north of oxford poetry

Wild Onions by paul Bluestein

wild onions
Wild Onions
Spring came and, as they always do,
the wild onions
 poked their miserable shoelace shoots
up out of the ground.
Like rude subway riders,
they crowd in close
to my young, delicate flowers,
trying to push them aside
as if they owned the ground in which they grew.
They may not think of themselves as weeds,
but weeds is what they are.
Oh, some people would say
wild onions are vegetables,
like parsnips or beets,
but I say they are weeds
and they will find no comfort in my garden.
I will unsheathe my spade and stainless steel claw
and do battle with the April invaders;
root them out wherever I find them
and let them serve as a lesson
to mint that might be thinking of
becoming delinquent,
wild and uncontrollable.
paul Bluestein is a  physician (no longer practicing) and a blues guitar player (still practicing). he was born and raised in Northeast Philadelphia, a short walk from the Oxford Circle. He currently lives in Connecticut with his wife and the two dogs who rescued him. His poetry has appeared in many online and print journals and his first book-length collection  – Time Passages – was published earlier this year by Silver Bow Publishing in Kindle and soft-cover formats.

Two Poems by Judy DeCroce

We Keep the Words
will we forget the darkening summer—
   praise its many colors
and mumble a prayer
regret means nothing to nature
what unnecessary words should we say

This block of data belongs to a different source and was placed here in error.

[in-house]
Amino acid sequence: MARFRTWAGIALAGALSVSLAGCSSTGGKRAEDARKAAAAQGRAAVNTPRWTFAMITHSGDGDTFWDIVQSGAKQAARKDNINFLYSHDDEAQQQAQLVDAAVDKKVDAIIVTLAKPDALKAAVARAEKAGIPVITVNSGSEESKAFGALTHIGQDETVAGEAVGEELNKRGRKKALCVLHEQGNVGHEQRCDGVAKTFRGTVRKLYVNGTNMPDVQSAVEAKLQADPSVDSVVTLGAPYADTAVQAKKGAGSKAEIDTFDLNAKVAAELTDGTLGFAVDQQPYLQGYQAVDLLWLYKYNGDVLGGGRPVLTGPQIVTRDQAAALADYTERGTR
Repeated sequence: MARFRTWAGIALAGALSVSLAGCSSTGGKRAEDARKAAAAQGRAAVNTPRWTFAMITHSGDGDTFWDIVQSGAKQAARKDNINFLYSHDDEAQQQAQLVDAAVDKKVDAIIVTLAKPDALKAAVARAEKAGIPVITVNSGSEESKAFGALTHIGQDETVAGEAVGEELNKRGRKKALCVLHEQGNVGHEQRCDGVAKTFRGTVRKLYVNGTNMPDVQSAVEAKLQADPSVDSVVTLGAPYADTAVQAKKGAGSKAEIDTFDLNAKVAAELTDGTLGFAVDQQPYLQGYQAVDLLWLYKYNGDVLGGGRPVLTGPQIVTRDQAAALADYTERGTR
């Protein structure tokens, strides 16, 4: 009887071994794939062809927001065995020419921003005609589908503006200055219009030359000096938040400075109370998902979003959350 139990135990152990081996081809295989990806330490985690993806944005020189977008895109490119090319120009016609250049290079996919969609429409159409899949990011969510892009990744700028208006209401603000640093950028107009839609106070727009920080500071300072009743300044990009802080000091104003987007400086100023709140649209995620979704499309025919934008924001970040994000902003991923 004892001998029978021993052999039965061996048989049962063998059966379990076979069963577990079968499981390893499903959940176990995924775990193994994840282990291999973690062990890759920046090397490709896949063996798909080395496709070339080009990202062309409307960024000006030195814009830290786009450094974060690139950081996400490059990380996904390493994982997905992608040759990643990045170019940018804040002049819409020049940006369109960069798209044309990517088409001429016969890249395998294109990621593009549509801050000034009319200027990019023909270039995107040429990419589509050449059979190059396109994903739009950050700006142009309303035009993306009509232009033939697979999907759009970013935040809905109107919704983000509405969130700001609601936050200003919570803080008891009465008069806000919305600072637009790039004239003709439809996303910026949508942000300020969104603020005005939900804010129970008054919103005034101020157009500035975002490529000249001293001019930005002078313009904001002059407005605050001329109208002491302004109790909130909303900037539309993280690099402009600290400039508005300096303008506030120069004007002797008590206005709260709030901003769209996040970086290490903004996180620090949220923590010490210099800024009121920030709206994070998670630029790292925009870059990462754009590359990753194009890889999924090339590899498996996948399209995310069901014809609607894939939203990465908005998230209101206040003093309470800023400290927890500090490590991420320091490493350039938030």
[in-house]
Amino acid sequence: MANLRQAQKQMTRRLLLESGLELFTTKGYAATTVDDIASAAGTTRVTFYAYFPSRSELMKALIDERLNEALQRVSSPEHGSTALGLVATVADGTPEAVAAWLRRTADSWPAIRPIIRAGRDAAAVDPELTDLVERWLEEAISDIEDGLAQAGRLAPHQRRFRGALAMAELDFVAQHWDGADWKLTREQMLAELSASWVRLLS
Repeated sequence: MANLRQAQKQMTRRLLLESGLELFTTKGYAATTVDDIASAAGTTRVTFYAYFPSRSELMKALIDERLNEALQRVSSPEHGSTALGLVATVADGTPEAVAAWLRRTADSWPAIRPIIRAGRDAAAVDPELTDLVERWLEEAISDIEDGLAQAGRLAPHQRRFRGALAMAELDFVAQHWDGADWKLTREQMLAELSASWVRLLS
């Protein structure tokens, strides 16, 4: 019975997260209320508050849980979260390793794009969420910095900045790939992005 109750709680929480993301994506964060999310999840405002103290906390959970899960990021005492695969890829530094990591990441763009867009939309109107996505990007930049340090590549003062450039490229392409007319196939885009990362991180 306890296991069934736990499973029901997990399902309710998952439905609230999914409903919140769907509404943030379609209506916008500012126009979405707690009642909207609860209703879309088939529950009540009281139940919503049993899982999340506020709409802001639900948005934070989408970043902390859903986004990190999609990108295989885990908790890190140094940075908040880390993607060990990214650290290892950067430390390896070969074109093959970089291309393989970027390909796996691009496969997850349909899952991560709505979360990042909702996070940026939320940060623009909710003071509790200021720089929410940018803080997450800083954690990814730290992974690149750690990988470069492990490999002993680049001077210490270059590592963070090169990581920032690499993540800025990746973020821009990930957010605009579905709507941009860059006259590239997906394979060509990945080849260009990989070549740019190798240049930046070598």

as the tree comes down
fingers once brushing sky
the grasses holding flush
its fullness gone
the green arch only scant left
perhaps—the word is
Empty Spaces
understanding in one single push how it goes
eyes into fog                fog into bones
empty spaces choose stories
when there is wind, whisper, or thunder
conversations drift up
and you listen keenly to a crew dead 30 years
and the cadence blowing below and above the waves
while the ocean only sighs
Judy DeCroce, is an educator, poet/flash fiction writer and avid reader whose works have been published by Plato’s Cave online, Pilcrow & Dagger, Amethyst Review, Tigershark Publishing, The BeZine and many others. As a professional storyteller and teacher of that genre, she also offers, workshops in flash fiction. Judy lives and works in upstate New York with her husband poet/artist, Antoni Ooto.

Howard Beach: Queens, NY by Doug Holder

Howard Beach: Queens, NY
Uncle Marty.
eating chickpeas from the strainer
greets me in a t-shirt and underwear
his 90-year-old mother
in her corner
in disrepair.
“I got no regrets,” he said,   “I’ve seen it all,
 I’ve seen Bobby Thompson hit that ball.”
His mother says through her toothless smile:
“He was always good with maps
that’s what they said,
he always had maps
in his head
that’s what they said.”
Marty scratches his crotch
takes another shot
of the cheap scotch.
Marty despises the family barbecues
wears a polyester suit to the beach
often spits
and has a toothpick
in his teeth.
“Yeah,” he said to me,
as he glances out to the sea
“Yeah I seen it all,
I was there
when Bobby Thompson hit
that ball.”
**** One of the most famous moments in baseball history, Bobby Thomson’s pennant-winning 1951 blast for the Giants….
Doug Holder is the founder of the Ibbetson Street Press. His work has appeared in Rattle,  sPoKe, Harvard Mosiac, The Boston Globe, Artword Quarterly, Hazmat Review, Word Riot and elsewhere. Holder has a new collection of poetry due out this summer from Big Table Books, ” The Essential Doug Holder.”  The “Doug Holder Papers Collection” is being processed at the University at Buffalo.

Strands by Michael A. Griffith

spider 1
Photograph by Diane Sahms
Why deny the obvious necessity for memory?
              l  Marguerite Duras, Hiroshima Mon Amour
Walked through her spider’s web
on my way to take in the sun.
The silkhair strands stick to my skin,
eerie tracings of where her fingers
once slid.
As the sun bakes my flesh.
I feel the strands melting into me,
phantom limbs of amputated desire.